Problems with Indian Standard Time: DST or Time Zones options

IST was fixed in 1906 at 82.5°, or 5.30 hours ahead of Greenwich Mean Time (GMT). But India is a vast country, spread between 68°E in the west and 98°E in the East. Since there is a difference of one hour for every 15° of longitude, the two extreme points of India differ by two hours. So, when Sun sets at Porbandar at 6.00 PM, the sunset time is 4.00 PM in Kohima. Although it is not felt by most Indians, it really creates troubles for the people who live in North East. This is the reason that there are periodical demands from North East region for a separate time zone so that the clocks there may be advanced by an hour.

On the other hand, some suggest that India should go for a Daylight Saving Time, which can not only help to alleviate the problem of North East but also can save energy substantially. Today, around 70 countries advance their clocks by an hour during summer months to save power, and this is called Daylight Saving Time (DST).

Option-1: Having Separate Time Zones

In North East, the day starts getting brighter by 4 AM and darker by 5PM. The advocates of two separate time zones argue that this would allow people of North East to begin early and use the time which is currently wasted. But this has practical problems because it may lead to chaos at the border of the two time zones. Since, there will be a need to reset the clocks every time one crosses one zone, it can create confusion. Particularly, it may result in dangerous Railway accidents as Railway signals are not fully automated and many routes have single tracks. Human errors during to time differences may lead to such accidents.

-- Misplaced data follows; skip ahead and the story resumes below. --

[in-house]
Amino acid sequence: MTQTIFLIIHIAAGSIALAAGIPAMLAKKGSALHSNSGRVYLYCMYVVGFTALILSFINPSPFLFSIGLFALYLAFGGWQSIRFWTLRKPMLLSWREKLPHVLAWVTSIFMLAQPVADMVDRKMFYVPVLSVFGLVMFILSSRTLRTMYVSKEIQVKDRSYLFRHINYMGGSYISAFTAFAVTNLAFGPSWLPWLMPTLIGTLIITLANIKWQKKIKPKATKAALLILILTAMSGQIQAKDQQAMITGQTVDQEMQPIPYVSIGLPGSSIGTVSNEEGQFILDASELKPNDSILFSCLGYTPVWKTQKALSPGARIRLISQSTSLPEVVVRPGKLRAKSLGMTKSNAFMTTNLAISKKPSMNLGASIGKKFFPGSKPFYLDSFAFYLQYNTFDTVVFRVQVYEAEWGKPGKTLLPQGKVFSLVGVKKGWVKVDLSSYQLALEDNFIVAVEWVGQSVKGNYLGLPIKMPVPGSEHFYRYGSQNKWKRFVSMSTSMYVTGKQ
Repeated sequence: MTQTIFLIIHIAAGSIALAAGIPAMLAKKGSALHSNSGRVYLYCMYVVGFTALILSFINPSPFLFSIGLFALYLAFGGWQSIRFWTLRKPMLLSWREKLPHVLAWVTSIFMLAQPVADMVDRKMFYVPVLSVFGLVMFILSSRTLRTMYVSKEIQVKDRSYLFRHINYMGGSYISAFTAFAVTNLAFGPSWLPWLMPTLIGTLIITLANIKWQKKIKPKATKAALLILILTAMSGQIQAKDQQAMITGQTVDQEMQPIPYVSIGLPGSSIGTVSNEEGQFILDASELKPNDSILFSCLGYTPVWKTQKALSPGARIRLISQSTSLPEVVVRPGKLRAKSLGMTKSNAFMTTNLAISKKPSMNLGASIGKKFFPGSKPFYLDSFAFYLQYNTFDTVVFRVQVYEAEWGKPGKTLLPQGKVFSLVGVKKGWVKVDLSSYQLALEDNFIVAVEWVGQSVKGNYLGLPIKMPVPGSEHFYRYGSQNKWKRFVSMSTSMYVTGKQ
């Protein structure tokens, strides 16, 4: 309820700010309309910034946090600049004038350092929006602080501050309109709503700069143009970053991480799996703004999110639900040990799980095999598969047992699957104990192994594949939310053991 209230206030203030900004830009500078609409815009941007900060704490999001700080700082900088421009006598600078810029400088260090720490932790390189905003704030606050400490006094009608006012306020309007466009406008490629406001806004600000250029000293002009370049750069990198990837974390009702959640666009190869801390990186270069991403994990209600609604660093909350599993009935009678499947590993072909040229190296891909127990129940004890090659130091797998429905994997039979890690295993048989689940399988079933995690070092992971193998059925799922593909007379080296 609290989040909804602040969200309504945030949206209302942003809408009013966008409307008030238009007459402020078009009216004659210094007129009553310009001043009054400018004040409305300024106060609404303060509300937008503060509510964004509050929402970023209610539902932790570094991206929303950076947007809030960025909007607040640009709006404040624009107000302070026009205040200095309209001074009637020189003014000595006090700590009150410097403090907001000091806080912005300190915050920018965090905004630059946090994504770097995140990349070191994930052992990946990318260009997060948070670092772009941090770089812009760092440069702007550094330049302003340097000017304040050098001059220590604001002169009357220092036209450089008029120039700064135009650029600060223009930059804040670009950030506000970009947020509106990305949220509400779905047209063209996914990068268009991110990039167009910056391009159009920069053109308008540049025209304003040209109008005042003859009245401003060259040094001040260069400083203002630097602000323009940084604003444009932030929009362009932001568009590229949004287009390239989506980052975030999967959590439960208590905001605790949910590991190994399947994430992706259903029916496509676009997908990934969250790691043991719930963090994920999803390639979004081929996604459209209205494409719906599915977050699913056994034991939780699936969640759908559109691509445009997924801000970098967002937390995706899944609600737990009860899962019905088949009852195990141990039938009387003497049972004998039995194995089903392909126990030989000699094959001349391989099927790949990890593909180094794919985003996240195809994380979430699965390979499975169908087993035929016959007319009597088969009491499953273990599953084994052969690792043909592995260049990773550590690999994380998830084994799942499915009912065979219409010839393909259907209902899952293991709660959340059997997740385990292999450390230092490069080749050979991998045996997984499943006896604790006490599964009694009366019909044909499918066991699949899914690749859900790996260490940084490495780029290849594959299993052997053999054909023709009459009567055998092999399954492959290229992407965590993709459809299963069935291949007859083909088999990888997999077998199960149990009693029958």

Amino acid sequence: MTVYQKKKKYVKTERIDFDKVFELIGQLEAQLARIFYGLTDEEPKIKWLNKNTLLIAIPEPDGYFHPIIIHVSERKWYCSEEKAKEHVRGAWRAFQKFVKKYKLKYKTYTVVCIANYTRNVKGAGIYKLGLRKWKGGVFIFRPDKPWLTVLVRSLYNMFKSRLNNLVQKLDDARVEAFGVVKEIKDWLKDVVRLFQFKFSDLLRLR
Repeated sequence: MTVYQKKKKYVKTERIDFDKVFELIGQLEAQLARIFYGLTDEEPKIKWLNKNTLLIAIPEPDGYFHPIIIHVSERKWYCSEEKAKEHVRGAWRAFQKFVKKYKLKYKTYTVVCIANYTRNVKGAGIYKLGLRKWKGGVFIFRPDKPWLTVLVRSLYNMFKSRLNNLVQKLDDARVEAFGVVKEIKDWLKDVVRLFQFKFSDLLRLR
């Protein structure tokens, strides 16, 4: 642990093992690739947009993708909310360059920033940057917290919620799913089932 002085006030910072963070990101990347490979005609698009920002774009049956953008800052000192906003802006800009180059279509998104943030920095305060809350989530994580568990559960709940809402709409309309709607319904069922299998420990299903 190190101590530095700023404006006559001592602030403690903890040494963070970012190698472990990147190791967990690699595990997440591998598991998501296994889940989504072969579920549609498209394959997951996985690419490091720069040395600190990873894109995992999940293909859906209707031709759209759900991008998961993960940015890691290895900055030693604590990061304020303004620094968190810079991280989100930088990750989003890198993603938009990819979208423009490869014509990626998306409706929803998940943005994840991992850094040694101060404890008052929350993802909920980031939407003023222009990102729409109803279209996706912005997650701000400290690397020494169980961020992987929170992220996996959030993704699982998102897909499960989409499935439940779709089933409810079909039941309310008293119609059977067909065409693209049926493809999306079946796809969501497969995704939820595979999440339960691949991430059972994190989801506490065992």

Option-2: Going with Daylight Saving Time

By implementing DST, more effective use of daylight by advancing the clock by one hour during six summer months would easily result in power savings of 5-7 per cent, or perhaps more. This can be cheapest and easiest ways for harnessing solar energy. It will help economically and help to curb power demand from thermal power plants which causes pollution and degradation of environment. But this also has some practical problems. India is a tropical country and duration of light and darkness over the seasons does not vary widely.  So benefits of introducing are marginal while its maintenance does not come without costs or inconvenience. In this case also, there may be disastrous rail accidents.

Option-3: Other proposal

There is one more alternate as to advance the Indian Standard Time itself by either one hour or at least half an hour. This can solve the problem of the north east and also help us to get maximum energy saving during evening hours.

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